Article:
String Quartet #2 is made up of 3 movements, each with several sections, sometimes repeating. In the first movement, the intro section is lyrical, calm, and legato. The second section is 8 measures of exciting forte that are repeated with variations. This evolves into the third section which is quiet and mysterious. A tremolo theme with a gradual crescendo bridges the third and fourth sections. Section 4, with pizzicato viola and cello, transitions to the fifth section, a calm arco. The calm feeling grows in the sixth pizzicato section (now in 12/8). The first movement finishes with the seventh section, where the lyrical melody returns after a modulation. The second movement starts off 4/4 with a triplet-themed accompaniment, and a melody that plays as if reflecting a countryside rushing by, perhaps from a train passenger's point of view. The ninth section comes in minor, reflecting the passenger thinking of a sad event in the past, as the train rushes on. The pain eases as the person remembers that the past is gone — the tenth section is major, light, and with pizzicato cello and viola. The third movement (returning to 12/8) starts as a sad singing melody from another passenger on the train. It continues in pizzicato, before turning optimistic. The piece is closed with a faster section reflecting the countryside, like section 8.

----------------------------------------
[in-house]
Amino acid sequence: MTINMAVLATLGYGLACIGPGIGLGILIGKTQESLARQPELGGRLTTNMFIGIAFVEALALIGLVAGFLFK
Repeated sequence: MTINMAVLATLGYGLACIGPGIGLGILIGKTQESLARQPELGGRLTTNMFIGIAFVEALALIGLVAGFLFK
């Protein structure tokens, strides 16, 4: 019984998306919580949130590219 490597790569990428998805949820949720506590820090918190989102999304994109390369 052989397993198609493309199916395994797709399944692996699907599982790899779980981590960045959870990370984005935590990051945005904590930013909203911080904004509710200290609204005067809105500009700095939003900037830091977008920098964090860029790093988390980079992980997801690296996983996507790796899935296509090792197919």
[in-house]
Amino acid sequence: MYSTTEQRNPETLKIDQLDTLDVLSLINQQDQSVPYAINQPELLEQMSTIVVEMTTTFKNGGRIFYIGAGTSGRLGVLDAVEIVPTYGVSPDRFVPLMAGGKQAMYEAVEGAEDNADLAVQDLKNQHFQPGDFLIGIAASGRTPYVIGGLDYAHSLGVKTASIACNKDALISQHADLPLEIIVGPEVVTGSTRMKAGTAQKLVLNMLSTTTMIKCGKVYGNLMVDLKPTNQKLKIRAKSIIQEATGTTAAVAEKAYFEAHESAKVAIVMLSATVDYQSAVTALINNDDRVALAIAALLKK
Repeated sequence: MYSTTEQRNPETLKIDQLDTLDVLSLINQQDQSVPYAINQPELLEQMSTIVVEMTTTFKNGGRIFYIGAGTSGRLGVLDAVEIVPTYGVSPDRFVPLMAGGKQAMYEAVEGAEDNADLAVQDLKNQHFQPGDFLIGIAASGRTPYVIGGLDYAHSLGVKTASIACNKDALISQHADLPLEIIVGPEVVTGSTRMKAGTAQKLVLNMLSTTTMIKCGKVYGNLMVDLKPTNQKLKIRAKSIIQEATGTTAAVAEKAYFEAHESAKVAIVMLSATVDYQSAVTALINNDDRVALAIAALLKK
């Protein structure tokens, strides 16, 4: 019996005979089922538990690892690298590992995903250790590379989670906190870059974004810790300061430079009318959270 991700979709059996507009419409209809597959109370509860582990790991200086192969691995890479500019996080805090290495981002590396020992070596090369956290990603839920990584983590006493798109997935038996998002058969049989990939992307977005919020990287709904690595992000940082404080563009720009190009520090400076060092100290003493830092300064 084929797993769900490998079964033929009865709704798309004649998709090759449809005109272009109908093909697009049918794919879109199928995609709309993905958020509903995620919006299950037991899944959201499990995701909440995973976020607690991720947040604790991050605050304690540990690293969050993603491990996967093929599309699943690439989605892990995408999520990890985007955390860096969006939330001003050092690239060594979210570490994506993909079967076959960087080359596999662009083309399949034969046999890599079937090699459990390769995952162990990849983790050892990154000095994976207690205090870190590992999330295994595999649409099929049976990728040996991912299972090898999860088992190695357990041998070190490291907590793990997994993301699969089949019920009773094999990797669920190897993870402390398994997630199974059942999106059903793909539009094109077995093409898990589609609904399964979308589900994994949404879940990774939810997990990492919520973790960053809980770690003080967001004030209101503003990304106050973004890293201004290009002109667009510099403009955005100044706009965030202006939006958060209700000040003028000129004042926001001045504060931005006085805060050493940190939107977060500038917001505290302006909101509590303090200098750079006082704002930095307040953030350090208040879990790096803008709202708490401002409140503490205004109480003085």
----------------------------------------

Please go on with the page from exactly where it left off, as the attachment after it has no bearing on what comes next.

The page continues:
String Trio #2 is split into two movements: fast, then slow. The first movement has a recurring theme separated by contrasting ideas, such as 3/4 meter, pizzicato sections, and dramatic scales. The second movement is a calm, slow movement. In middle of it, there are staggering rhythmic figures, as if somebody is going thru a strange dream. The dream ends with the same scales as in the first movement.